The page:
* Shift to smartphones; better monetization
* Glu has been quicker, but loss-making
* Gameloft growing profits, but shares have fallen
* 'Freemium' model, and M&A potential, boost valuations
By Tarmo Virki and Supantha Mukherjee
HELSINKI/BANGALORE, June 6 Under pressure in a
fast-paced mobile world, Gameloft and Glu Mobile
, the two largest listed, pure-play mobile gaming firms,
are shifting focus to making games for smartphones and
free-to-play online games.
The $3.4 billion mobile gaming industry is attracting a host
of small, garage-based developers, who can easily reach millions
of gamers through Apple Inc's and Google Inc's
application stores. A prime example is the hit game Angry Birds
from Finnish developer Rovio Mobile.
There has also been a flurry of deals among big gaming
companies like Electronic Arts and privately-held
Zynga, which makes Facebook games such as the popular FarmVille.
Putting games on cellphones took off in the late-1990s when
Nokia added Snake as a standard feature. The 2007
launch of Apple's iPhone brought fresh impetus.
Most cellphone users play simple games -- Snake alone was on
some 350 million phones -- but revenues were limited before the
recent boom in applications.
Glu has been quicker to transition its business model from
pay-to-play to a so-called 'freemium' business model -- where
games are downloaded free, but can be monetized via advertising
or charging gamers for additional features. This attracts higher
multiples, said Northland Securities analyst Darren Aftahi.
At the same time Glu -- which brings in a quarter of its
revenues from free-of-charge games -- is set to report another
loss this year on shrinking sales.
It's Gameloft that is reporting growing sales and profits.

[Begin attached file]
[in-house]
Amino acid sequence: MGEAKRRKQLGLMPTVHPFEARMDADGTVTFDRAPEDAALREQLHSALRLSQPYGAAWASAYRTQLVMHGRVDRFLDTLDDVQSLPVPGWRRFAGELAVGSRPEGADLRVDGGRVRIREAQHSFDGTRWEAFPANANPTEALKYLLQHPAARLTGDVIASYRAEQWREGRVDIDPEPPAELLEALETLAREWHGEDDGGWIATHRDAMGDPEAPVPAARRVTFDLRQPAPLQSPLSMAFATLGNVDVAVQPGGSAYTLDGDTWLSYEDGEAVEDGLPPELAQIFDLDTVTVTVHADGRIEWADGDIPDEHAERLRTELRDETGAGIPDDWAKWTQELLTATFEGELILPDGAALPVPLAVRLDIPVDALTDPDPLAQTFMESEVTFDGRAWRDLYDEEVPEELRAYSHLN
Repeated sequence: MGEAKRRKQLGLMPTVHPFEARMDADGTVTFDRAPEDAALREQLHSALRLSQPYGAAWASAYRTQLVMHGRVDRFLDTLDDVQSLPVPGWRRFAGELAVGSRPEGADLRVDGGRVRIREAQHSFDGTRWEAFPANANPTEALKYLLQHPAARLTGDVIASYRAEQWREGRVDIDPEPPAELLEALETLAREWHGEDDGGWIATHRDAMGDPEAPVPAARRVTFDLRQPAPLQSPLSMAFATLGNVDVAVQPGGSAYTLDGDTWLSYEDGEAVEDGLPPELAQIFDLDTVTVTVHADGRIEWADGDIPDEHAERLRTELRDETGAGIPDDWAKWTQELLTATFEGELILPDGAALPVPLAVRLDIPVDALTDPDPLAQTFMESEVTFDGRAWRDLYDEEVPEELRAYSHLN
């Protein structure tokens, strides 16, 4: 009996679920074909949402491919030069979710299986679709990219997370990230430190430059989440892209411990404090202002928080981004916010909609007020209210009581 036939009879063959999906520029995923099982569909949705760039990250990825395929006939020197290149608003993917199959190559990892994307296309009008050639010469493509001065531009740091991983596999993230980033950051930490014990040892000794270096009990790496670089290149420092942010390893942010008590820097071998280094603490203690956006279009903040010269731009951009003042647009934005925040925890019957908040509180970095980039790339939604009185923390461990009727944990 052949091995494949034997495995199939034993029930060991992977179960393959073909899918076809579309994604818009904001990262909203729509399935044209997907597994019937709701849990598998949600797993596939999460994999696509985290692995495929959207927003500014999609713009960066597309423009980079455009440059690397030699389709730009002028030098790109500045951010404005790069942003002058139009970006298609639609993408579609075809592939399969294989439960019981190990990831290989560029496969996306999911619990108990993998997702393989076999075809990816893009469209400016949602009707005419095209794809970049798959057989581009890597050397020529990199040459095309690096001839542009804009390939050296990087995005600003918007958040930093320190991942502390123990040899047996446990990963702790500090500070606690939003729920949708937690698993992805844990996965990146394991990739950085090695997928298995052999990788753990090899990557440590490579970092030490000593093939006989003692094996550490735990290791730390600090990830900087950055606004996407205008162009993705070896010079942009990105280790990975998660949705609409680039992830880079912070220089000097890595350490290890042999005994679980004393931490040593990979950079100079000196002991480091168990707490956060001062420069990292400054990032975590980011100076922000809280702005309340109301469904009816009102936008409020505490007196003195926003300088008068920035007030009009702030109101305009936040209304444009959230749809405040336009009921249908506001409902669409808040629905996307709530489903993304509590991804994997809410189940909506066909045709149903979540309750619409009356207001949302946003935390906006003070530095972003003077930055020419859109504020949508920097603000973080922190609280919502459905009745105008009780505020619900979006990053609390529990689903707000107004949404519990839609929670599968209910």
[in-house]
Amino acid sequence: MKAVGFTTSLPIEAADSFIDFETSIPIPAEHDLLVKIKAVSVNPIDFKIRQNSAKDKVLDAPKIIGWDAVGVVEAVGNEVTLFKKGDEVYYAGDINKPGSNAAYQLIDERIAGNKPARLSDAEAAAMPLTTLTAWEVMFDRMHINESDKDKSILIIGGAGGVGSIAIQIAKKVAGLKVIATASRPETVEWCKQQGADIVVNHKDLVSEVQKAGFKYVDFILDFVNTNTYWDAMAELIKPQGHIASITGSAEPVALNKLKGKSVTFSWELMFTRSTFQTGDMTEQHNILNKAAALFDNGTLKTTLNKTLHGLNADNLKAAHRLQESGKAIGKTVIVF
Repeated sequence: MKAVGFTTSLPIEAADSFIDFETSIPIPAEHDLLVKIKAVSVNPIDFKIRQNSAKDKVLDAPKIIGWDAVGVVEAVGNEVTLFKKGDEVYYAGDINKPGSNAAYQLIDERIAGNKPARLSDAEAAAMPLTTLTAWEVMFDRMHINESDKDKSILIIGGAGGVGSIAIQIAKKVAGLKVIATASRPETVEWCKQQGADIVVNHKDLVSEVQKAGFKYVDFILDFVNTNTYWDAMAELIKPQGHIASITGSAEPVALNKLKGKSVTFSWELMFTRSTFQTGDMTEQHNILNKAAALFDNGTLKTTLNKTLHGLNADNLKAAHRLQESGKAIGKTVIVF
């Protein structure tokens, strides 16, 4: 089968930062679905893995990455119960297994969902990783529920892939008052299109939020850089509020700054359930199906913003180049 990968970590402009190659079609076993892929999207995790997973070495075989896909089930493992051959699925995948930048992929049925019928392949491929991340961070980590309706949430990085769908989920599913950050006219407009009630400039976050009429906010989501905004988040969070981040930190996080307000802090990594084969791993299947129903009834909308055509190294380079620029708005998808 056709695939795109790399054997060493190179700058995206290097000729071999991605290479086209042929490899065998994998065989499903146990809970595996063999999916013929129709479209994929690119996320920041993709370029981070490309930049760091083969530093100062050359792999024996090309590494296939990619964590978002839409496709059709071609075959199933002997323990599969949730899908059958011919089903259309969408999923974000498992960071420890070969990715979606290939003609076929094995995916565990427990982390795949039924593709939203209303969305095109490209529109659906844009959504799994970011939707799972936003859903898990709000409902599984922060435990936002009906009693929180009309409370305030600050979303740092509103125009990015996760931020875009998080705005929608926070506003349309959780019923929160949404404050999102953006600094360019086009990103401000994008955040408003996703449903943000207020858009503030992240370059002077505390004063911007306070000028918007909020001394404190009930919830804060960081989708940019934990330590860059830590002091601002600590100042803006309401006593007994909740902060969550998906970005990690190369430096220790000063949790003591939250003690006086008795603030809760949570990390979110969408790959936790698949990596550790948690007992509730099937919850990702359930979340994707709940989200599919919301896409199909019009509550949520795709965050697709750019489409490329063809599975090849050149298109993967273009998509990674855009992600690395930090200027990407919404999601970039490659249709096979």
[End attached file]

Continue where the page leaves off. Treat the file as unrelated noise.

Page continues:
Yet Glu's shares have more than doubled this year, valuing
the firm at 3.7 times forecast annual sales, while Gameloft
shares are down 8 percent, valuing the company at 2.6 times
Glu's January-March revenue from smartphone games rose
almost three-fold to $5.9 million, or 36 percent of total sales.
"The next event that will drive the stock higher will be
when their smartphone revenue base eclipses their legacy revenue
base," said Northland's Aftahi.
Gameloft's sales from smartphones grew 56 percent from a
year ago to nearly $16 million, or 28 percent of its total. It
had a 12.1 percent operating profit margin last year and expects
that to increase as sales top last year's 141 million euros
Glu has forecast its sales will shrink from last year's
$64.3 million. The 10-year-old San Francisco-based company,
which went public in 2007, has never made a profit and has
accumulated losses of $194 million.
Analysts predict Glu could break even next year, helped by
cost cuts and growing revenues from smartphone and free-to-play
GAMELOFT TO FOLLOW?
"Always, when we have compared the two, the result has been
clear: Gameloft is the better company by all metrics," said a
former executive at a rival company.
"We couldn't find any other reason than that one of them is
listed in the United States and the other in Europe."
Gameloft hopes a similar shift to smartphones and to
offering free access to its games on Facebook will boost its
"Gameloft has the potential to leverage a number of growth
sources and its shares boast attractive ratios once again," said
Paris-based Natixis analyst Richard-Maxime Beaudoux.
Gameloft, which listed in Paris in 2000, has considered a
U.S. listing, its Chief Financial Officer Alexandre de Rochefort
told a recent Reuters Technology Summit. [ID:nLDE74H220]
"Lots of our U.S. shareholders advise us to list on Nasdaq
as we'd get a share (price) boost of about 50 percent," he said.
"But I wonder how long this upside can last."
Heiko Hubertz, founder of German online gaming firm
Bigpoint, said his company -- which has more than 200 million
registered players -- could be valued at more than $1 billion in
the United States. Earlier this year, a majority stake in the
firm was sold to venture companies for just $350 million.
Northland's Aftahi said target companies in recent social
gaming deals were valued at 6-10 times sales, suggesting some
potential upside for Glu stock.
"If you look at some of the recent M&A activity and new
IPOs, it helps support or justify a valuation above where it
currently trades," said Roth Capital Partners analyst Adam
"There are limited opportunities for investors who want to
own a pure-play mobile-social gaming publisher. There really
aren't many options."
(Reporting by Tarmo Virki in HELSINKI, Supantha Mukherjee in
BANGALORE and Leila Abboud in PARIS, Editing by Ian Geoghegan)